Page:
And I at times have found the struggle hard,
  And thought of shaking off my bonds of clay:
But now I fain would for a time survive,
If but to see what next can well arrive.

Kingdoms and empires in my little day
  I have outlived, and yet I am not old;
And when I look on this, the petty spray,
  Of my own years of trouble, which have roll'd
  Something -- I know not what -- does still uphold
A spirit of slight patience; -- not in vain,
Even for its own sake, do we purchase pain.

Perhaps the workings of defiance stir
  Within me, -- or perhaps a cold despair,
Brought on when ills habitually recur, --
  Perhaps a kinder clime, or purer air,
(For even to this may change of soul refer,
  And with light armour we may learn to bear,)
Have taught me a strange quiet, which was not
The chief companion of a calmer lot.

I feel almost at times as I have felt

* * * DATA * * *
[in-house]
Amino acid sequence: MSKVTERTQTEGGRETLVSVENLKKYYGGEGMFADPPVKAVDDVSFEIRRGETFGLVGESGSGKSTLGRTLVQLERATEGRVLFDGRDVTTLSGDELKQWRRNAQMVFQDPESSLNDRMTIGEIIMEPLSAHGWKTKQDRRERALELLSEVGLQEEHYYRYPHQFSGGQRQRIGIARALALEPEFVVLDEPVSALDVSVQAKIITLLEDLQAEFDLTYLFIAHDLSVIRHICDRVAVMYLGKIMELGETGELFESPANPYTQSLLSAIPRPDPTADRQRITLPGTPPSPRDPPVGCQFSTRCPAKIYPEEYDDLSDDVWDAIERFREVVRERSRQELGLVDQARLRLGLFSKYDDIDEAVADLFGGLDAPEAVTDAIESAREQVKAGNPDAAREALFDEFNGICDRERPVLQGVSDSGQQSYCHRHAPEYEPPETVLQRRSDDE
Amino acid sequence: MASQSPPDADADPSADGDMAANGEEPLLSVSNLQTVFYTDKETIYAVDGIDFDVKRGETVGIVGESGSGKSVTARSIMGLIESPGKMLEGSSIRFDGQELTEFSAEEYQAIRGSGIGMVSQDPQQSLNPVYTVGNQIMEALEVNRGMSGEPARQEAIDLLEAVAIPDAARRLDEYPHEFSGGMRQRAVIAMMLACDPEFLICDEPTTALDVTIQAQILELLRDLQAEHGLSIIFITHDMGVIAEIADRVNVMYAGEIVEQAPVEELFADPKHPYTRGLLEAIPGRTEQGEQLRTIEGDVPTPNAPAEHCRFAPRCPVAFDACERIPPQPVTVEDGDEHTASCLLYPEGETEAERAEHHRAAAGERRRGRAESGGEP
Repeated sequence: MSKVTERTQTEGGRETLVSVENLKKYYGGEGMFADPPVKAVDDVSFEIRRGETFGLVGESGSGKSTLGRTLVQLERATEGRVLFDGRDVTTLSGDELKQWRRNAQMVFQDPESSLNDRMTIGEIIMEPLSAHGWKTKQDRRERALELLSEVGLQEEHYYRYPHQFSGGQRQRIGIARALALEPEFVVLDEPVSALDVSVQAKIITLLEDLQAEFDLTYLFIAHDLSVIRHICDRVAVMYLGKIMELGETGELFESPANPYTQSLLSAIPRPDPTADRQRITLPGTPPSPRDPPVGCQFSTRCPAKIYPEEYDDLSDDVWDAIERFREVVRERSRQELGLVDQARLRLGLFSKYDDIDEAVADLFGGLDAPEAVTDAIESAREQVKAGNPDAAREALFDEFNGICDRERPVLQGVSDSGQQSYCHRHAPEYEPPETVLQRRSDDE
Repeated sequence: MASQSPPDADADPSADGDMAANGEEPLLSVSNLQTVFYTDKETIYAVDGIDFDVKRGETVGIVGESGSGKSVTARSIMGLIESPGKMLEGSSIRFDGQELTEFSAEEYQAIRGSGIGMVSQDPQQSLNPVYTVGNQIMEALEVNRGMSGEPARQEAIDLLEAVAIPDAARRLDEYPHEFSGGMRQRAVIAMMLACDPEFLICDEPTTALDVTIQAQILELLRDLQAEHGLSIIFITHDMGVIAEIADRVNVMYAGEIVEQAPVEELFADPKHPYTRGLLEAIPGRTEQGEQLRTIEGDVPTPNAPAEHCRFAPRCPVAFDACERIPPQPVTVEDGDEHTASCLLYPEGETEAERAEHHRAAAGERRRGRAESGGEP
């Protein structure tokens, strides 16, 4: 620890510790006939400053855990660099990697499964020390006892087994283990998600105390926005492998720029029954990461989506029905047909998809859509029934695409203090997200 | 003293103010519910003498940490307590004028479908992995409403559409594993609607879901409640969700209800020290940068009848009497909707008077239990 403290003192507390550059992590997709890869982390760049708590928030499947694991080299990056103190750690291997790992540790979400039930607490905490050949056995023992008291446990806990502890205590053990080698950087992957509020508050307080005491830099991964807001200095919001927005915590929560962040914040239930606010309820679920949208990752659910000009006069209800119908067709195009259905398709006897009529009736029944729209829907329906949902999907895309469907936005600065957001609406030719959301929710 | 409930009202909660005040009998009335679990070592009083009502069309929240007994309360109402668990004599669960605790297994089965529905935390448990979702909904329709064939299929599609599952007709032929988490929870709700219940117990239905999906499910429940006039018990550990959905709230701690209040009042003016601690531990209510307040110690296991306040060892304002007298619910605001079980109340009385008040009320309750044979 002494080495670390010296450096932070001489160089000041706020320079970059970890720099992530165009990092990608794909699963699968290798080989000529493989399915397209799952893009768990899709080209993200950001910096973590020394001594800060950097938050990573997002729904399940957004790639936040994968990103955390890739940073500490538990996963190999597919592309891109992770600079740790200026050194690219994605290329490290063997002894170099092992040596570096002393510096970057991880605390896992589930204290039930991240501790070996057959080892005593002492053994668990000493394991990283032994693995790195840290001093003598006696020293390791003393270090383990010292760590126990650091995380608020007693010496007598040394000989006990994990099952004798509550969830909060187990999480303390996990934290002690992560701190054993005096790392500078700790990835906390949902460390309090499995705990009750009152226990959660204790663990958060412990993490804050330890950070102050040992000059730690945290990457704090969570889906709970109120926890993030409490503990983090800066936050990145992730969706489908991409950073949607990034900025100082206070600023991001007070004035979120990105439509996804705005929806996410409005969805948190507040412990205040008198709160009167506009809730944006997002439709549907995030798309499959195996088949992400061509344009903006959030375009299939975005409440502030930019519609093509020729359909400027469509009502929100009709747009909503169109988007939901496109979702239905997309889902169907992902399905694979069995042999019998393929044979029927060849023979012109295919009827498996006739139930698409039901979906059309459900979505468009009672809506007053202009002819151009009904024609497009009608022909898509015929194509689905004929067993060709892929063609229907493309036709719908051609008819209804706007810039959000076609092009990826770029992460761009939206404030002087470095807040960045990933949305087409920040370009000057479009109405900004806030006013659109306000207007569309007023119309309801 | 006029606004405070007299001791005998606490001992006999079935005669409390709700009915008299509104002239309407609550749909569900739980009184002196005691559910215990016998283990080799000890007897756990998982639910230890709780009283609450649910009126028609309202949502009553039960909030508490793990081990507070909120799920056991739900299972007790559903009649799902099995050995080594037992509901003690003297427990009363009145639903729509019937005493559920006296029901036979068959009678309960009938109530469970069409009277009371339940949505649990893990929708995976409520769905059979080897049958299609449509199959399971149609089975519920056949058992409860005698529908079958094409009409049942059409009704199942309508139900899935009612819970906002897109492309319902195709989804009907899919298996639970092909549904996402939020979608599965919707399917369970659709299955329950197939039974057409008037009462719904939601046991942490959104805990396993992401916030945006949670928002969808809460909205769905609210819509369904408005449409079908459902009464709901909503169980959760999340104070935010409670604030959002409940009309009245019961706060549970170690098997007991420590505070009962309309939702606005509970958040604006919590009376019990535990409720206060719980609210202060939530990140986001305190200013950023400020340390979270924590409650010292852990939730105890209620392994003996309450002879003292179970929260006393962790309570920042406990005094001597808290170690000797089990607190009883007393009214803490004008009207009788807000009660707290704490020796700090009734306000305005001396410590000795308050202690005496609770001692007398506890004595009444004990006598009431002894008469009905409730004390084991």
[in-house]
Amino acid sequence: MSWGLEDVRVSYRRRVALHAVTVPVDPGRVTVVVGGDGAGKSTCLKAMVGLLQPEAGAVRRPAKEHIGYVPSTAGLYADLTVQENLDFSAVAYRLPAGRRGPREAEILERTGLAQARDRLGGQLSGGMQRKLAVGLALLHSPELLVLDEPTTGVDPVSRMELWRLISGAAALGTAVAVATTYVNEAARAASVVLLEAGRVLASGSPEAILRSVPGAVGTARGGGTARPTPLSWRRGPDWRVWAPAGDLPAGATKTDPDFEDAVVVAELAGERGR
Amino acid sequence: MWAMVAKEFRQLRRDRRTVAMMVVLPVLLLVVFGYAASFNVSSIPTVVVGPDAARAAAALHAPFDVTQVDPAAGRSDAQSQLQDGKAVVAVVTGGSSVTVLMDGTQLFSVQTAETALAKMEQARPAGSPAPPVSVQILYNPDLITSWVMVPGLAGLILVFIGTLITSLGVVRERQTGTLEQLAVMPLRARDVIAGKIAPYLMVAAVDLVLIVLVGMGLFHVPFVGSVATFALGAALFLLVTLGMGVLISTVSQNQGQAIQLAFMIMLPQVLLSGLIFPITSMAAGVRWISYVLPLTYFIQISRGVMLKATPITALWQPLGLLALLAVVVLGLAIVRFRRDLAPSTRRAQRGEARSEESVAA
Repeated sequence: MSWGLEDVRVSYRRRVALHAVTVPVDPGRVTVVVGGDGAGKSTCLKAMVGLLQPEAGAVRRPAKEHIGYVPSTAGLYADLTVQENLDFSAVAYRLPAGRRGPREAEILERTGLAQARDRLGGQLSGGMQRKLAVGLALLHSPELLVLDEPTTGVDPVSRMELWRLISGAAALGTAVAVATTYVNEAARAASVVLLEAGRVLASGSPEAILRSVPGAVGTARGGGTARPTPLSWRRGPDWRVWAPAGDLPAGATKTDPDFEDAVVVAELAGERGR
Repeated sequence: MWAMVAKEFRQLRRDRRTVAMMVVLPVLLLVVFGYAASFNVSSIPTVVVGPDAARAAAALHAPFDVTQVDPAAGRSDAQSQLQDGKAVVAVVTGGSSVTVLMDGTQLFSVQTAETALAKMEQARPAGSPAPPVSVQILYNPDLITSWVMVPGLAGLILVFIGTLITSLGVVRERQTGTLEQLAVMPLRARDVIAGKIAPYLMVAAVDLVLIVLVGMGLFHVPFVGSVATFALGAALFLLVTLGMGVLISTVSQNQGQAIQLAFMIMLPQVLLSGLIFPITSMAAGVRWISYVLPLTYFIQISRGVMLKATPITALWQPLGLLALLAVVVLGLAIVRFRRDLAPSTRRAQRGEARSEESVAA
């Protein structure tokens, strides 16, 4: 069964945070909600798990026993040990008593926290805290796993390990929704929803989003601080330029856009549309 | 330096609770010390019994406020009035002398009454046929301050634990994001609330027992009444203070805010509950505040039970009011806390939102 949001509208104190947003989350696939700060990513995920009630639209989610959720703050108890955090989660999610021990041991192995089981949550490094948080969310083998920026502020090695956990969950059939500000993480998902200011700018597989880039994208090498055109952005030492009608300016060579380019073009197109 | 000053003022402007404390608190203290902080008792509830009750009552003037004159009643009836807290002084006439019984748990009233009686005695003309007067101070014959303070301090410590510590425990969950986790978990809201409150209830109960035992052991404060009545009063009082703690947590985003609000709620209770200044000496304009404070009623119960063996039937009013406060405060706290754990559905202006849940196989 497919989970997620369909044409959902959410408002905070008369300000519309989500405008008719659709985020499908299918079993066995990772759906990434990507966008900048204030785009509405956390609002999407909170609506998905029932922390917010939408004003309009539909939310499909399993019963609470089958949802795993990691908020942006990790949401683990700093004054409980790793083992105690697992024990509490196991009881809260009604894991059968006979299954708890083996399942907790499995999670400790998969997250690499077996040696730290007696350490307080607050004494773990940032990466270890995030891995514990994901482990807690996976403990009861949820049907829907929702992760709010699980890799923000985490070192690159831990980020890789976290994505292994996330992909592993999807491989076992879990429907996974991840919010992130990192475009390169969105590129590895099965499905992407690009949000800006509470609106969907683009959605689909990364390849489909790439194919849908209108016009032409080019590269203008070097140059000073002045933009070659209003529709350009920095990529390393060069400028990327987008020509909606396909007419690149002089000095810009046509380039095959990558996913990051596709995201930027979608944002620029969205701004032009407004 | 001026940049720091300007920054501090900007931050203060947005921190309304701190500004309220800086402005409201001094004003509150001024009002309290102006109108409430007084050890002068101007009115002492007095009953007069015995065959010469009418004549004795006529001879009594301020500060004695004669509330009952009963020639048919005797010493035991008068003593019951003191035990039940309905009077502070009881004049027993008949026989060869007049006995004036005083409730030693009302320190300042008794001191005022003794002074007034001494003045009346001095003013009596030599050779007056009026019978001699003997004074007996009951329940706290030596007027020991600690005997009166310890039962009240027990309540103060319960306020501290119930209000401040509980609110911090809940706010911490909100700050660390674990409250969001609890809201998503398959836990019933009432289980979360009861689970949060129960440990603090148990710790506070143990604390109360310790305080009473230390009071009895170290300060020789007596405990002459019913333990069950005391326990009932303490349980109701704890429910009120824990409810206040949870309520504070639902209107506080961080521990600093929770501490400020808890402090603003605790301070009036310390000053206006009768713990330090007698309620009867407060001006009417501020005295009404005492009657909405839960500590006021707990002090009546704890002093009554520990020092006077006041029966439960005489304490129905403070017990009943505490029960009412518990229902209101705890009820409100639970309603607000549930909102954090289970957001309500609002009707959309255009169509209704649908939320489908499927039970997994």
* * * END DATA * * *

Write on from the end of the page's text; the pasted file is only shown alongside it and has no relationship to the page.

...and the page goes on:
In happy childhood; trees, and flowers, and brooks,
Which do remember me of where I dwelt,
  Ere my young mind was sacrificed to books,
Come as of yore upon me, and can melt
  My heart with recognition of their looks;
And even at moments I could think I see
Some living thing to love -- but none like thee.

Here are the Alpine landscapes which create
  A fund for contemplation; -- to admire
Is a brief feeling of a trivial date;
  But something worthier do such scenes inspire.
Here to be lonely is not desolate,
  For much I view which I could most desire,
And, above all, a lake I can behold
Lovelier, not dearer, than our own of old.

Oh, that thou wert but with me! -- but I grow
  The fool of my own wishes, and forget
The solitude which I have vaunted so
  Has lost its praise in this but one regret;